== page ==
Susana C. Silva, Catarina Correia and Astrid M. Vicente at the Instituto Gulbenkian de Ciência, Oeiras, Portugal and colleagues studied the blood of a large sample of individuals - 171 patients, 191 parents and 54 healthy controls - and report that autistic patients are in fact characterised by presenting in their blood high levels of non-inherited antibodies against the body’s own brain tissue. Interestingly, they also found that one protein seem to be the main object of the immune attack. The team of scientists isolated and characterised this protein although so far they have not been able to identify it.

These are interesting results that should lead to a better understanding of the disorder. Autism, as mentioned before, is heterogeneous in origin and extremely complex. To improve treatment and prevention it is necessary to recognize, from all the known components of the syndrome, what contributes to the development and symptoms of the disorder and what is consequence of it. What Correia, Vicente and colleagues’ results show is that although an immune dysfunction (auto-antibodies against the brain) does exist in autistic patients, because this is not a hereditary characteristic, it is probably just a secondary or parallel event that appears after and as result of autism and is not the primary cause of the disorder. A hypothesis raised by the authors is that these antibodies are the result of previous neurodevelopmental damage, which we know tend to occur in autism, and so do not participate directly in the disorder. The identification of the protein to which most of these autoreactive antibodies seem to react will help to confirm (or not) this hypothesis, further elucidating the mechanism behind autism and this is Silva, Correia, Vicente and colleagues’ next project.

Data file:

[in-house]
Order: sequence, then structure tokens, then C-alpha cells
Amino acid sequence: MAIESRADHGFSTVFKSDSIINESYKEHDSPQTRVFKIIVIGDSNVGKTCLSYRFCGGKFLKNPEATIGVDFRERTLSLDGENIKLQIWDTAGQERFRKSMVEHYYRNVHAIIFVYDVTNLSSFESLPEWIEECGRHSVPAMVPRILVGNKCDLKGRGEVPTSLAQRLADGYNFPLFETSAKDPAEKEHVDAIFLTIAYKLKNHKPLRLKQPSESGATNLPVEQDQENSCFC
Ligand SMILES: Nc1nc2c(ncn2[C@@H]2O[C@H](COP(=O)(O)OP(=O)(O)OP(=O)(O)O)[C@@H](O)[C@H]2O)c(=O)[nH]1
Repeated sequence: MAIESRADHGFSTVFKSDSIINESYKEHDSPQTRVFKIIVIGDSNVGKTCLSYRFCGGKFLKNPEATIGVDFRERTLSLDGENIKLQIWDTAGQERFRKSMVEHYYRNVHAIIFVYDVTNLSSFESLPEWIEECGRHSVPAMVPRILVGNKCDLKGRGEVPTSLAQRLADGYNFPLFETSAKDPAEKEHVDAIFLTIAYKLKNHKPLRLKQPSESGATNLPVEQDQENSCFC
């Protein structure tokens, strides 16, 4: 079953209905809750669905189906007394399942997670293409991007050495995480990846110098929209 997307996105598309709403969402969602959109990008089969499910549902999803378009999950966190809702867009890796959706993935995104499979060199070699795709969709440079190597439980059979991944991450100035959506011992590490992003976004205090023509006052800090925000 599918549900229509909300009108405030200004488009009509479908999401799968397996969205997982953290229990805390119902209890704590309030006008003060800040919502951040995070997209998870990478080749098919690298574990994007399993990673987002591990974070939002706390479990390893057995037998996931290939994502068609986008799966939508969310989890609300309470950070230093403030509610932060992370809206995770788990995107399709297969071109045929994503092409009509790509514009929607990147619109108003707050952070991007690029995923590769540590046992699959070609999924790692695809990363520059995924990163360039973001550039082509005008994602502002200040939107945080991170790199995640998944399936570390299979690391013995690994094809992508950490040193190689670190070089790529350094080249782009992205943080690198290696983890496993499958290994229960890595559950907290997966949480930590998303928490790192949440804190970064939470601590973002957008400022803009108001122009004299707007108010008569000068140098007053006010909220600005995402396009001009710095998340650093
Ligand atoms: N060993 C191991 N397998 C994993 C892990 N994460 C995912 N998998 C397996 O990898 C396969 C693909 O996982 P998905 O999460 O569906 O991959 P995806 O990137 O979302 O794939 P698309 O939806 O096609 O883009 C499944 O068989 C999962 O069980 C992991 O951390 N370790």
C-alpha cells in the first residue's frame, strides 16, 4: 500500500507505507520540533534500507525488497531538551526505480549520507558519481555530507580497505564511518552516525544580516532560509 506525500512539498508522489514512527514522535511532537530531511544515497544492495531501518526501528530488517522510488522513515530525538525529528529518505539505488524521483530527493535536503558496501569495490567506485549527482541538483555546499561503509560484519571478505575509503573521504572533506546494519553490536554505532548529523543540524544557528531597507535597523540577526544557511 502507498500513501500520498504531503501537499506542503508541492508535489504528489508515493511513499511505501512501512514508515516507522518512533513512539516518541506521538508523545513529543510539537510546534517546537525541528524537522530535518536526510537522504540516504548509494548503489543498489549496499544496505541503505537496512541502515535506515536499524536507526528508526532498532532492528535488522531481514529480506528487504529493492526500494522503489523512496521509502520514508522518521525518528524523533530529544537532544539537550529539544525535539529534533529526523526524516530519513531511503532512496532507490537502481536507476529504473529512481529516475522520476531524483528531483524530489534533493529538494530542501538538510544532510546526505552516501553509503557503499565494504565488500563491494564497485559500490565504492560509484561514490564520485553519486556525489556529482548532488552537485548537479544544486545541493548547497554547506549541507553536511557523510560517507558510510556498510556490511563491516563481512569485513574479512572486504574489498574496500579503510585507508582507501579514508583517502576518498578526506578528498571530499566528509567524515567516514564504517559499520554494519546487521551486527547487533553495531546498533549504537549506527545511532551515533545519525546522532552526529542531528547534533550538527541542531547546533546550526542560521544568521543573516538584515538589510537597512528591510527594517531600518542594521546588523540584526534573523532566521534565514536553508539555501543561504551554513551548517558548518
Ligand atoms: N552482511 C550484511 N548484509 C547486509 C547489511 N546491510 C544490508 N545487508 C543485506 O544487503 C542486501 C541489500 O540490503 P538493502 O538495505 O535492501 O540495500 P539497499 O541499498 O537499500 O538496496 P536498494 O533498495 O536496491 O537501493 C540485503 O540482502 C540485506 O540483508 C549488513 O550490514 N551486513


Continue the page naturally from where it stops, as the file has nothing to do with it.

For further information please contact:

Catarina Amorim
catarina.amorim@linacre.ox.ac.uk

Astrid M. Vicente
avicente@igc.gulbenkian.pt

Catarina Amorim | alfa
Further information:
http://www.oct.mct.pt

More articles from Health and Medicine:

nachricht Collagen nanofibrils in mammalian tissues get stronger with exercise
14.12.2018 | University of Illinois College of Engineering

nachricht New discoveries predict ability to forecast dementia from single molecule
12.12.2018 | UT Southwestern Medical Center

All articles from Health and Medicine >>>

The most recent press releases about innovation >>>

Die letzten 5 Focus-News des innovations-reports im Überblick:

Im Focus: Data storage using individual molecules

Researchers from the University of Basel have reported a new method that allows the physical state of just a few atoms or molecules within a network to be controlled. It is based on the spontaneous self-organization of molecules into extensive networks with pores about one nanometer in size. In the journal ‘small’, the physicists reported on their investigations, which could be of particular importance for the development of new storage devices.